Published April 25, 2011
With April being Financial Literacy Month, now is a great time to discuss what financial tools consumers needs to have in their toolbox to become informed and effective money managers.
With a little planning, it’s easy to establish good money habits that will lead to financial stability in the future.
Here are simple tools to aid in improving budgeting skills, saving techniques, and retirement plans:
The budget: This is where it all begins: It is essential to keep track of money coming in and money being spent. Write down all of your expenses; determine what you pay in groceries and food each week, mortgage and car payments, utility bills and any spending on entertainment. Be honest and realistic when forming your budget.
After you have finished, determine your debt to income ratio: Assemble all your monthly payments for debt service and verify what percentage of your net income they make up. If your debt is 15% to 20% or more of your net income, you are in trouble and will have to immediately whittle away all the excess spending -- stop buying coffee every morning, trim back on going out for dinner and try using coupons -- it all adds up to saving money.
Software Programs: If listing your expenses on paper is a hassle, there are a plethora of software programs to help out. Sites like Mint.com, MoneyStrands.com, and many others make it easy to track your spending and identify unnecessary expenses. There are also a number of apps for smartphone users that track spending.
Spending Reduction Plan: Once you have a budget in place, now is the time to create a spending reduction plan. Make a list of all your wants and needs and then take a realistic look at what you can afford. Keep track of how much money you’re saving and find a suitable place to put that money.
Emergency Fund: An emergency fund is essential to cover any unexpected and expensive costs that come up. Having this fund means you won’t have to put it on a credit card and go into debt.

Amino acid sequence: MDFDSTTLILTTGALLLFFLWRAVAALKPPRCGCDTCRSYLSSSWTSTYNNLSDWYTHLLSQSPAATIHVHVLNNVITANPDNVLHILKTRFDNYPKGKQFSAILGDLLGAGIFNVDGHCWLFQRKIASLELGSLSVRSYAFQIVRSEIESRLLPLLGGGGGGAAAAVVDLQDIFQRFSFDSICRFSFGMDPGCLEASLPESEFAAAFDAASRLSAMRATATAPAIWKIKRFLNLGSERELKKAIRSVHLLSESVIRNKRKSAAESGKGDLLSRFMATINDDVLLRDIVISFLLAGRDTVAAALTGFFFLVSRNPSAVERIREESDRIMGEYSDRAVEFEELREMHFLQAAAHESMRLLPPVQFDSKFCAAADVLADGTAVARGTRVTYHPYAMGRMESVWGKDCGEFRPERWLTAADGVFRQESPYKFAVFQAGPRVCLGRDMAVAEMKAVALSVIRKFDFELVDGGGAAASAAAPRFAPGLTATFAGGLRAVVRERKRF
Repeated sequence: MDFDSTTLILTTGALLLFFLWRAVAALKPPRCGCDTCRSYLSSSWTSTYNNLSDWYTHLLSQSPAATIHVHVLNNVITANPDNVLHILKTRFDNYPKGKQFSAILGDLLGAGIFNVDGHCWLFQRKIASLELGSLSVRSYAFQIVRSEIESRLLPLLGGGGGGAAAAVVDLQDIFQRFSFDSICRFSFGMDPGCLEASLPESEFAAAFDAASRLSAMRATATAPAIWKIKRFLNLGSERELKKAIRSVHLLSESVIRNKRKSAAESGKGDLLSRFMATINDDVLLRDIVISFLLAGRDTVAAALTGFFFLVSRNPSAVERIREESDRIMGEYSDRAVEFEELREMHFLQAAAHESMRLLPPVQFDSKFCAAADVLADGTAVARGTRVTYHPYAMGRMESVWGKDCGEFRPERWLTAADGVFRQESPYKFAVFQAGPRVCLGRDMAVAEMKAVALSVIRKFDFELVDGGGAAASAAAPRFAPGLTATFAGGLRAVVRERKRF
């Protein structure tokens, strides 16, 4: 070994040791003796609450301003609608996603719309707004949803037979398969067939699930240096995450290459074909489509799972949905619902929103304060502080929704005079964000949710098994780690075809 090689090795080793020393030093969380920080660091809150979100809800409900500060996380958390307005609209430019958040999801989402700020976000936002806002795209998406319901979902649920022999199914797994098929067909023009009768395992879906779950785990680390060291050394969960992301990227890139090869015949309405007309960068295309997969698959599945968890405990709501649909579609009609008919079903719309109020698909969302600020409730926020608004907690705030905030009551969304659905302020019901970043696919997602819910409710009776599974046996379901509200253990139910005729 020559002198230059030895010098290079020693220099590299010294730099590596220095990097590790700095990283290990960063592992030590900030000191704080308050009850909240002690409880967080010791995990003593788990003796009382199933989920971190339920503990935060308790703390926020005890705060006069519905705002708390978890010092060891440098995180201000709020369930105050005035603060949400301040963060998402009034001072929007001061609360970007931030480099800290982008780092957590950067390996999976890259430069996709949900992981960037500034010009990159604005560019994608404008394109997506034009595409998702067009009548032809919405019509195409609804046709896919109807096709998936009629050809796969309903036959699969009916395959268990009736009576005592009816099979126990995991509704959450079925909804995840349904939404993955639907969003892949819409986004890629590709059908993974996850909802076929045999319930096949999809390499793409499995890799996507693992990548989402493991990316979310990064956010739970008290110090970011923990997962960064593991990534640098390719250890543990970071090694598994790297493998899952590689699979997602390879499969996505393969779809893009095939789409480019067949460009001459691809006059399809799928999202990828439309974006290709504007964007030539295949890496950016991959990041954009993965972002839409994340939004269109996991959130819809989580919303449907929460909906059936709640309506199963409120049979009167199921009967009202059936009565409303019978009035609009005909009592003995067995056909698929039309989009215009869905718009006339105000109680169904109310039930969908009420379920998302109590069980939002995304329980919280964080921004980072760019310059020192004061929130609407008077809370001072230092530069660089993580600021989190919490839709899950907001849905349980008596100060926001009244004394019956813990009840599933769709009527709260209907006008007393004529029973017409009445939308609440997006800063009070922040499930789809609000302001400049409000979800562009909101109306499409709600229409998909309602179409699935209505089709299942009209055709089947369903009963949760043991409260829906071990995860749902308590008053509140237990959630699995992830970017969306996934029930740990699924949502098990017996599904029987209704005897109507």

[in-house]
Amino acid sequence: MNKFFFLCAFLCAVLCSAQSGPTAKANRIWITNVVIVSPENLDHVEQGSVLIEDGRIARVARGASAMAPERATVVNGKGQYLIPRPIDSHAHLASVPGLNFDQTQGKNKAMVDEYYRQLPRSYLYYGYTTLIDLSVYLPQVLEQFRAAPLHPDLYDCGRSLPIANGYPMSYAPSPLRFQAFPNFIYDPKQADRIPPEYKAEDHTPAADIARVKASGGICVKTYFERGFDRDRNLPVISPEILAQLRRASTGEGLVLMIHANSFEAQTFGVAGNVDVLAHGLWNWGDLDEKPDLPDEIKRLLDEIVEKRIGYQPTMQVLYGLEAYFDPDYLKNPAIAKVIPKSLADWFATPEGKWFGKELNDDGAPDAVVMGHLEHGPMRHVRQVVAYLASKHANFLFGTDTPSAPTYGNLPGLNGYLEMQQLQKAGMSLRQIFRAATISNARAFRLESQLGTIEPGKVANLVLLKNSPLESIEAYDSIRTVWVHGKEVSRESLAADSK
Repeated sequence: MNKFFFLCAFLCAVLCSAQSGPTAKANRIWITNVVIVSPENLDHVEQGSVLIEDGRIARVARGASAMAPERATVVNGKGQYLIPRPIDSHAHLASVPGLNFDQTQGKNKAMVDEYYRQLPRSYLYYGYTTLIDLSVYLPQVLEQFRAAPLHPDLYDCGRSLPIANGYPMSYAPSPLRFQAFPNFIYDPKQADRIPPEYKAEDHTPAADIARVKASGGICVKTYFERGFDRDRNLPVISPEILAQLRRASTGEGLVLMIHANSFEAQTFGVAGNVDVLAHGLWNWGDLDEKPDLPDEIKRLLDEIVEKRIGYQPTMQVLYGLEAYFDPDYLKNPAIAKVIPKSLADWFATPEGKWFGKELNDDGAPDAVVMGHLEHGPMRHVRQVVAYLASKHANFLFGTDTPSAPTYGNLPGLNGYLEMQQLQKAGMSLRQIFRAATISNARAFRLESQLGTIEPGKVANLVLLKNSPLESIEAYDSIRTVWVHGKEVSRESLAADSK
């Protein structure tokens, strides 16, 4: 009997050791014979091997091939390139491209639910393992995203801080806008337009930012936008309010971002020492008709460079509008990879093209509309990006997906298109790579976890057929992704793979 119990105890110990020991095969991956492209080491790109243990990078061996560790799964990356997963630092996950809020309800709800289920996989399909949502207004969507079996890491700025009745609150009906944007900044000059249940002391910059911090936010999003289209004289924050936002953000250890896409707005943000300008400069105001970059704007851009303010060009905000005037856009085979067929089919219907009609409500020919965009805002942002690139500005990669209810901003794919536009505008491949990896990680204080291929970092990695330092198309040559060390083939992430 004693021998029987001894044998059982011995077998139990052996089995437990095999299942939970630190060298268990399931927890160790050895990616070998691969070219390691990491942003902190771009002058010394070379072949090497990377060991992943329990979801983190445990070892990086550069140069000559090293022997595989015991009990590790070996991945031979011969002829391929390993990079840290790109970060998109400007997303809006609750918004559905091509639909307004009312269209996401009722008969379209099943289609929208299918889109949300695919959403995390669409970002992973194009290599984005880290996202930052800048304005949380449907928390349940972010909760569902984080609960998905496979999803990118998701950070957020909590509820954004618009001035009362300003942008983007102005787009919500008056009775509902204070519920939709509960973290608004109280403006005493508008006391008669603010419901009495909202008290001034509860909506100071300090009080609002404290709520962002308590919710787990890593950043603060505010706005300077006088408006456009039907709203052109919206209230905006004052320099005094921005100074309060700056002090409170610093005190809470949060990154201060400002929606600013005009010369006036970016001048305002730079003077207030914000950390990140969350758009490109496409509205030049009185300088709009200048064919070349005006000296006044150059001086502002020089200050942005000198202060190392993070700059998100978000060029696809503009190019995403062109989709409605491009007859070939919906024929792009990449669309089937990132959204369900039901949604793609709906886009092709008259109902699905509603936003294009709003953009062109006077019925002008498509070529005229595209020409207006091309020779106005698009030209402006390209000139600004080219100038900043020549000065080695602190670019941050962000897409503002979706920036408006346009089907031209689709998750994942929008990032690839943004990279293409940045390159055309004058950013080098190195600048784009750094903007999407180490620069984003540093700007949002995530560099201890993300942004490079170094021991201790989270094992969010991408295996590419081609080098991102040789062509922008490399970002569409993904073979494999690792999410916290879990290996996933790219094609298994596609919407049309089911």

Automatic Savings Account: To augment your emergency fund, open a bank account that will have a portion of your paycheck automatically deposited. Talk to your banking representative and investigate what accounts offer more benefits and make certain this account is separate from the main “operating” account used to run your household.
Retirement Accounts: If your employer offers a retirement plan, take advantage of it--this is a basic tool that will help you build savings for the future. Even if allowed, do not borrow from your retirement plan--it’s not a bank account, it’s your retirement safety net and loans against these accounts normally have grave consequences.
Free Materials: Go online or to your local library and seek out literature on saving money, planning for the future and anything else that can improve your financial stability. Don’t wait, start filling your toolbox as soon as you can and gain control of your finances.
Howard Dvorkin, CPA, is the founder of Consolidated Credit Counseling Services, Inc., and the author of Credit Hell: How To Dig Out of Debt. He is also personal finance expert and consumer advocate who has been helping people for more than 15 years.